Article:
President Donald Trump should avoid the mistakes of his predecessor by completely overhauling the healthcare system and doing it in a bipartisan way.
The two biggest mistakes President Barack Obama made when reforming healthcare was 1) doing it with the support of only one party, and 2) building upon the previous system rather than reforming the entire system. Trump appears poised to make the same two mistakes.
Democrats want universal coverage. Republicans want a market-based system. Trump can give both sides what they want and it would be vastly superior to the current system.
The federal government spent about $1.1 trillion on healthcare in 2016. Including the tax deduction for employer contributions to health insurance premiums, that number is over $1.3 trillion. (Keep in mind, this is only federal spending and does not include the amount states are obligated to spend on Medicare and Medicaid.)
With a population close to 325 million, the federal government spends about $4,000 per person per year on healthcare.
In 2016, the average employer-provided health plan for a family cost $18,142 total, with workers paying about $5,277 of that amount.
Instead of the employer tax deduction and all the federal government programs — Medicare, Medicaid, VA hospitals, and Obamacare exchanges — the federal government could give $4,000 to every citizen (as a voucher or tax deduction) to buy their own health insurance.
Under this proposal, a family of four would get $16,000 for healthcare insurance and expenses. While this is about $2,000 less than the average health plan, note that the average family is already paying over $5,000 from their paychecks for their health insurance. (In 2004, before Obamacare, the average premium for a family plan was about $10,000.) Plus, since employers are no longer encouraged to buy health insurance for their employees, that part of their compensation can go back into their salary, and these numbers don't account for the price variation that will come from market-based reform.
This system would have many advantages over the current system:
- Everyone gets covered. No citizen will be without a minimal level of healthcare.
- The poor would be able to enter the regular health marketplace, rather than having to rely on the awful government-run Medicaid program (whose only advantage is it's better than nothing).
- All the culture war debates over whether employers should be forced to pay for services they find morally reprehensible would be moot since individuals would get to pick their own plans (with catastrophic insurance being the only required coverage, since that is the real purpose of insurance). Employers shouldn't be involved in private healthcare choices anyway.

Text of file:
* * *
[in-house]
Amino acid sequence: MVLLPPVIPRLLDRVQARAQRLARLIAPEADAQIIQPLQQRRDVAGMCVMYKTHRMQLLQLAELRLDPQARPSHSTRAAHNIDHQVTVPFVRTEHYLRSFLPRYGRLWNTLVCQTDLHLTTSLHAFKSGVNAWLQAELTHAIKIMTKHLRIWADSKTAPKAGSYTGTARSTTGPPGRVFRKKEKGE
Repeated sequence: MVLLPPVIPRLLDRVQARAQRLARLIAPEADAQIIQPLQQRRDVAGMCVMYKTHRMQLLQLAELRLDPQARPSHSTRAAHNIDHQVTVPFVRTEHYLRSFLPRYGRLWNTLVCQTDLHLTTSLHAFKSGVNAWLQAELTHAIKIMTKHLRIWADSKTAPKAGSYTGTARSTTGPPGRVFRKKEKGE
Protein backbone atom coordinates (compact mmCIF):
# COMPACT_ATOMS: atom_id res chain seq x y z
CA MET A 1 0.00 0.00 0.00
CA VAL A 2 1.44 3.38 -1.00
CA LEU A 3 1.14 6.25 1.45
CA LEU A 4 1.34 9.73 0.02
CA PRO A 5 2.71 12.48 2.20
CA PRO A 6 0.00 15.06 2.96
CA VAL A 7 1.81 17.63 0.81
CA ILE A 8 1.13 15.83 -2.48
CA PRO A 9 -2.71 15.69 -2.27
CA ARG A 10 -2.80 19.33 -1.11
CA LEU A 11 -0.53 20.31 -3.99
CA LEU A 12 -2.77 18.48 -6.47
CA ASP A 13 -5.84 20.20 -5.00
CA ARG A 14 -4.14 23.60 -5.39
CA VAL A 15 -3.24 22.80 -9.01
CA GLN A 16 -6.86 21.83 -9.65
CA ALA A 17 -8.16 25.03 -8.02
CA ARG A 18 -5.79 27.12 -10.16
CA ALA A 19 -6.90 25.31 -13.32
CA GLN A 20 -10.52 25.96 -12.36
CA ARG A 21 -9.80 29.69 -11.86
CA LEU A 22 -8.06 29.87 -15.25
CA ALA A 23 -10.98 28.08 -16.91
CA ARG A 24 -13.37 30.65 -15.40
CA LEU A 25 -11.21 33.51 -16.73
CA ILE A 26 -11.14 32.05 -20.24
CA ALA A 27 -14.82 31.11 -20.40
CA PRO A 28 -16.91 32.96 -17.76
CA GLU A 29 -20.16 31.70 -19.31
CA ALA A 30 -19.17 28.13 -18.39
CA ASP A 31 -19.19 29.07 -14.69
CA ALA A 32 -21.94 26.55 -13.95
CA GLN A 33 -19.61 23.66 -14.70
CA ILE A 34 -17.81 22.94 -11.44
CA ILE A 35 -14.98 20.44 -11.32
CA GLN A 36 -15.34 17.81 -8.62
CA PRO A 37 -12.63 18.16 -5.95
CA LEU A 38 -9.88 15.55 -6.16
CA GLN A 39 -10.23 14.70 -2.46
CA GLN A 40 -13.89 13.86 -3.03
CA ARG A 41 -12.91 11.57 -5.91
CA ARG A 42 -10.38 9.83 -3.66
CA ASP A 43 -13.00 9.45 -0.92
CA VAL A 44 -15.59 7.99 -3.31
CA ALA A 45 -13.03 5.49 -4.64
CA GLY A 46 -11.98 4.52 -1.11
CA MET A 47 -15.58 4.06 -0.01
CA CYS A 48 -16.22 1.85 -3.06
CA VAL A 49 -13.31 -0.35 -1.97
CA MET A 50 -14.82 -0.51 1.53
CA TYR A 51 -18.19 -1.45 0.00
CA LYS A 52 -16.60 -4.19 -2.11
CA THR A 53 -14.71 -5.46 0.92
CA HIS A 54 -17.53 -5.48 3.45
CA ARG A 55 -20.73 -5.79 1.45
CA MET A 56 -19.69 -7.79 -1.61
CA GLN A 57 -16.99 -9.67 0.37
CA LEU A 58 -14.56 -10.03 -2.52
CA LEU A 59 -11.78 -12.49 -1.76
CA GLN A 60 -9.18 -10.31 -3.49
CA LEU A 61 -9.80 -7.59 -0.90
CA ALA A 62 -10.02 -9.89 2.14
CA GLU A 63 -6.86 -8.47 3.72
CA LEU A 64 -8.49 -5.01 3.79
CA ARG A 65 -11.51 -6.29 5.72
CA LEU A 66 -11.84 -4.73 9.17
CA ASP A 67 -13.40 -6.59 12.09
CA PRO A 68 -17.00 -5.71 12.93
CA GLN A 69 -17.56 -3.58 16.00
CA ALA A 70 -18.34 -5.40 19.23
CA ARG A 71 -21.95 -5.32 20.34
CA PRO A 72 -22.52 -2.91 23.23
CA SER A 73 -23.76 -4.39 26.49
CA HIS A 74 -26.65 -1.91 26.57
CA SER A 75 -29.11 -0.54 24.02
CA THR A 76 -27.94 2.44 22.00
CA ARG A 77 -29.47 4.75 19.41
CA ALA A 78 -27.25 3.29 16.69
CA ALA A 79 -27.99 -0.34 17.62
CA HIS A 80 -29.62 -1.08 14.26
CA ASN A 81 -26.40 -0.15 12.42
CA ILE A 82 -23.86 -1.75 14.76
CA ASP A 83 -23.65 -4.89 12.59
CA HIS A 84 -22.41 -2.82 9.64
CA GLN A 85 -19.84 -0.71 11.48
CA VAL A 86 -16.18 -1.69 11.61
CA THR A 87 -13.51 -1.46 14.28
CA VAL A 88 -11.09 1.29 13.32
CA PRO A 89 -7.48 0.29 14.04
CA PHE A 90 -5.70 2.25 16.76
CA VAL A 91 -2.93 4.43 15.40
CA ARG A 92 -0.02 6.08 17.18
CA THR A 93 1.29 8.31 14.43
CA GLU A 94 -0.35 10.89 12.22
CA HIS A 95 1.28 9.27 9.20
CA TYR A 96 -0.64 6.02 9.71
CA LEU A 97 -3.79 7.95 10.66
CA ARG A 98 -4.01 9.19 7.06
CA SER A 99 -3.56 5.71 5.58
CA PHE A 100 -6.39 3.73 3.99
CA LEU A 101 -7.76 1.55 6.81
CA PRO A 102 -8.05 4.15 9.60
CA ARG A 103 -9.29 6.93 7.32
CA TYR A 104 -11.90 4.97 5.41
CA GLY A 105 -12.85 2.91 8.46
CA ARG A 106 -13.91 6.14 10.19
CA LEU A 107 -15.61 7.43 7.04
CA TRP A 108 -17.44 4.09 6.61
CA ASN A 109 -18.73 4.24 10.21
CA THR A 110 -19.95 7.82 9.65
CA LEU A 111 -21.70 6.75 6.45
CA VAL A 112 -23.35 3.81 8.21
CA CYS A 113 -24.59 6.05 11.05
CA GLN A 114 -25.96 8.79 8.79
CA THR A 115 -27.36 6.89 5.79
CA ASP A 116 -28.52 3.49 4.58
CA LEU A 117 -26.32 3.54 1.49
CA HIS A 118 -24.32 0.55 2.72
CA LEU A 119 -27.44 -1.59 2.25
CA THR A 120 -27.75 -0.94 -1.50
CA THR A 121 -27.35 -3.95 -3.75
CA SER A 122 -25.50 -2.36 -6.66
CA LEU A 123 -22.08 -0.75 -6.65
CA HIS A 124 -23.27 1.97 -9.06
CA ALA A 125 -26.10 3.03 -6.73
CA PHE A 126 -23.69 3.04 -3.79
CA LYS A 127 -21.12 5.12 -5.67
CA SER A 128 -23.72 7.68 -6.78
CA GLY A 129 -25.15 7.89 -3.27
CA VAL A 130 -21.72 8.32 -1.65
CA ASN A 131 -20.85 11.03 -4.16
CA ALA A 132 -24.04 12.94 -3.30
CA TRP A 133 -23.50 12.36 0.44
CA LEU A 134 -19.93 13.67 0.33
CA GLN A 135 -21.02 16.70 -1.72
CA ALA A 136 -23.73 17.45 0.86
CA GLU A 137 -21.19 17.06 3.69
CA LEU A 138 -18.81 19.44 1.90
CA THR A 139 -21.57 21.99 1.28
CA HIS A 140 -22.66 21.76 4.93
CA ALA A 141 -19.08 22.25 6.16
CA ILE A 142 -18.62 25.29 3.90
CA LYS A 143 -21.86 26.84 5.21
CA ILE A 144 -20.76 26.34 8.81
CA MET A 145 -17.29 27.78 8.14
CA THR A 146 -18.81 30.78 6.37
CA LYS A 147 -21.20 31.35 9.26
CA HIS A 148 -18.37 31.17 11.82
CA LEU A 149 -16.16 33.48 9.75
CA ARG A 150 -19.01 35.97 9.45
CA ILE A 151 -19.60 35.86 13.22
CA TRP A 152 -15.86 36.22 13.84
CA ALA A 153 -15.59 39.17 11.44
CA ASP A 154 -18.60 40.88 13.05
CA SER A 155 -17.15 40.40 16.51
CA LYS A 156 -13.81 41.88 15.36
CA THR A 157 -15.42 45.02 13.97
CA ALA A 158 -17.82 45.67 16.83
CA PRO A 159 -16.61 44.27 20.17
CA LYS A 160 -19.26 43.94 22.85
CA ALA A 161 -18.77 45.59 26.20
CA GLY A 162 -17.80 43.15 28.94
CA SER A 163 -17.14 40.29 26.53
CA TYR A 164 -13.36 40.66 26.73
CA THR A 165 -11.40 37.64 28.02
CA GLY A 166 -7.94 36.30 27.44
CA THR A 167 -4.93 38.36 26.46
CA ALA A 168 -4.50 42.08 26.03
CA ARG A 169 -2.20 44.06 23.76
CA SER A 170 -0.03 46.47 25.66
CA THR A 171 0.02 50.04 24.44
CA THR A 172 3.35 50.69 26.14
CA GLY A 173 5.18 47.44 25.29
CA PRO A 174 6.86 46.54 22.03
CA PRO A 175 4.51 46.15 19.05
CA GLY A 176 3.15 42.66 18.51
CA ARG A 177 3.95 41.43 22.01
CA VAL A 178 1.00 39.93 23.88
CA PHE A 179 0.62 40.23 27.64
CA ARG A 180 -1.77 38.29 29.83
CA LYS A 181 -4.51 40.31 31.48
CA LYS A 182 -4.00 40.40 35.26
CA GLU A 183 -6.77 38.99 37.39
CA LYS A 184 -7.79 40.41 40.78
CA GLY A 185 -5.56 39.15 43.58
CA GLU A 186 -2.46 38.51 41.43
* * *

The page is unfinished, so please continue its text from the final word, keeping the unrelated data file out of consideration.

- All the money states currently spend on the federally mandated health programs can be redirected elsewhere — poverty, education, transportation, tax cuts, or whatever else the citizens of each state decide to spend that windfall on through their elected representatives.
It isn't a perfect system. When the government buys healthcare, it increases the cost of healthcare. This proposal wouldn't change that. But it would be far superior to the current mess of a system we have now, which is a hodgepodge of different programs added upon each other without a coherent plan for the whole system. Additional reforms could still help, such as reducing the cost of medical malpractice insurance by placing limits on lawsuits. And, patients should know how much a procedure will cost beforehand, rather than, for instance, getting bills from five different doctors you were never expecting after a surgery is over.
Republicans will complain that this system maintains the notion that healthcare is an entitlement. Democrats will complain that they don't get to control what health insurance companies provide or what individuals buy (beyond catastrophic care). But for each side to get what they want (universal coverage and market reforms), they each need to give up something in return.
This idea isn't new or original. A similar idea was once touted as the "Purple Plan" (as in red and blue make purple), which was endorsed by a number of economists led by Laurence Kotlikoff, professor of economics at Boston University. Endorsers of the Purple Plan include five Nobel Laureates: George Akerlof, Edmund Phelps, Thomas Schelling, William Sharpe, and Vernon Smith.
Such a drastic overhaul of our healthcare system can't be done without presidential leadership. President Trump was elected partly under the impression that he is a bold, outside-the-box leader. But on healthcare, he has, so far, just been piddling around the edges. If he wants a bold plan that will really work and unite both parties, he should go for the Purple Plan.